MANILA, Philippines?Kris Aquino shared her passion for reading at Thursday's Inquirer Read Along with selected pupils from three schools in Metro Manila held at the Petron Megaplaza in Makati.
Aquino, who came with youngest son Baby James, read the story "Bakit Hindi Na Naka-lipstick si Nanay" written by Grace Chong. The book won first prize in the Palanca Awards and was originally written in English with the title "No Lipstick for Mother."
Another familiar face who captured the hearts and attention of the children was actor and veteran storyteller Luisito Pascua, more popularly known as Kuya Bodjie of the now defunct children's TV show "Batibot."
Pupils from Pateros Elementary School, Andres Bonifacio Elementary School, and Tenement Elementary School are part of Petron Foundation's Tulong Aral Program. The reading session was also advocated by one of the foundation's partners in promoting education and love for reading, Sa Aklat Sisikat Foundation.
Aquino was given a token of appreciation by Philippine Daily Inquirer Inc. president Sandy Prieto-Romualdez, who was joined by Lizzie Zobel.
The reading session put the spotlight on families and mothers.
Aquino, who graduated from the Ateneo de Manila University with a degree of Bachelor of Arts in English Literature, asked three children to read with her while explaining the story in between breaks. She recounted how her habit of reading was inculcated in her by her father, Benigno "Ninoy" Aquino Jr., who used to buy her books once a week.
"Until now, even with my busy schedules, I try to carry on with that value my dad taught me," she said. "I try to read at least one book every week and in a month I read about 45 magazines both imported and local."
She then encouraged the children to read at least one book a month.
Kuya Bodjie, on the other hand, effortlessly captured the attention of the kids with his lively storytelling of "Papel de Liha" by Ompong Remigio. He lauded the advocacy of promoting reading to the young.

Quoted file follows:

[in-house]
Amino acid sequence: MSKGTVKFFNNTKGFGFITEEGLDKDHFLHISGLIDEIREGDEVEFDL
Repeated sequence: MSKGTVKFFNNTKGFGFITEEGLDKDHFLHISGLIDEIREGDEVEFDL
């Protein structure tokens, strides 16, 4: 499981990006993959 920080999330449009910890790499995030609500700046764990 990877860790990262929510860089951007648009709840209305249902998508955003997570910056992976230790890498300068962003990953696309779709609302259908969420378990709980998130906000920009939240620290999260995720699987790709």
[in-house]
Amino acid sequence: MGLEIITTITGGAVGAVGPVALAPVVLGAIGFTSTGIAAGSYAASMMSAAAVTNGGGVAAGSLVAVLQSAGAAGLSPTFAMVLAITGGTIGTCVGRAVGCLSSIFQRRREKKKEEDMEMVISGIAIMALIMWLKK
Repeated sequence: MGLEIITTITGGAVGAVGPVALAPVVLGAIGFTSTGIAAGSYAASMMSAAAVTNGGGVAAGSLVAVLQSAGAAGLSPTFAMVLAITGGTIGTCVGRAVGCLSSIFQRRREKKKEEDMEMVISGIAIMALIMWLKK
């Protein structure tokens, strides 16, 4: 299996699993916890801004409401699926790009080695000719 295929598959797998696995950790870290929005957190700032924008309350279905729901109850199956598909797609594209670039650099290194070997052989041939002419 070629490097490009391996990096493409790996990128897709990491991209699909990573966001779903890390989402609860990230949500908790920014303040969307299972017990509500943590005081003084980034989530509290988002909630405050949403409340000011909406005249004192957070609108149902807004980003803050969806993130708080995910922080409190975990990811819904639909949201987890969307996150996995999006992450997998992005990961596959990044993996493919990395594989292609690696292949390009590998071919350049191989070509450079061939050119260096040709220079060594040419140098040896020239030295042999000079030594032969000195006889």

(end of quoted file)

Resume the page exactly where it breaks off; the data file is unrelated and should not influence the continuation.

A self-confessed "addict" to reading any reading materials other than books, Kuya Bodjie said he believed that "reading can serve as an inspiration for children to become more adventurous, critical thinking, and develop a broader view on life."
"Reading contributed a great deal to how I have become as a person," he said. Kuya Bodjie has a degree in Fine Arts in Drama from New York University. He is also known as Tito Luis on another children's TV show which helps children learn and understand English in a fun way titled "Epol/Apple." Lately, he's been seen on movies, television shows, and theater.
Kuya Bodjie, who is also a proponent of Alitaptap Storytelling chooses stories to read to kids that will stimulate the children's minds to ask questions. "Of course, it also has to be entertaining," he added.
Petron Corp.'s Crude and Product Supply manager Weng Cortez began the storytelling session with the story "Ang Pamilya" by Genaro Gojo Cruz. The children interacted, read, and laughed along with her.
Classmates Veronica Apan and Jaslaine Saberdo of Pateros Elementary School, both nine years old, said they enjoyed reading stories because "it's entertaining." They particularly liked the story read by Kuya Bodjie because it taught them to value the efforts of their mothers.
Saberdo said she enjoys reading because "I always learn something from it."
The children received treats from Jollibee Food Corp. and Junior Inquirer.
Marilou Erni, executive director of Petron Foundation Inc., said that promoting the reading habit was in line with Petron's corporate social responsibility, which focuses heavily on education with its Tulong Aral Scholars. It supports a total of 6,000 students in Metro Manila and Mindanao.
Sa Aklat Sisikat Foundation was established in 2001 with the aim of helping children to read more and training teachers to achieve this goal.
The Inquirer Read Along, now in its second year, regularly holds sessions at the Inquirer offices. Interested parties may contact Ellen Caparros and Girlie Refran at 897-8808 local 329.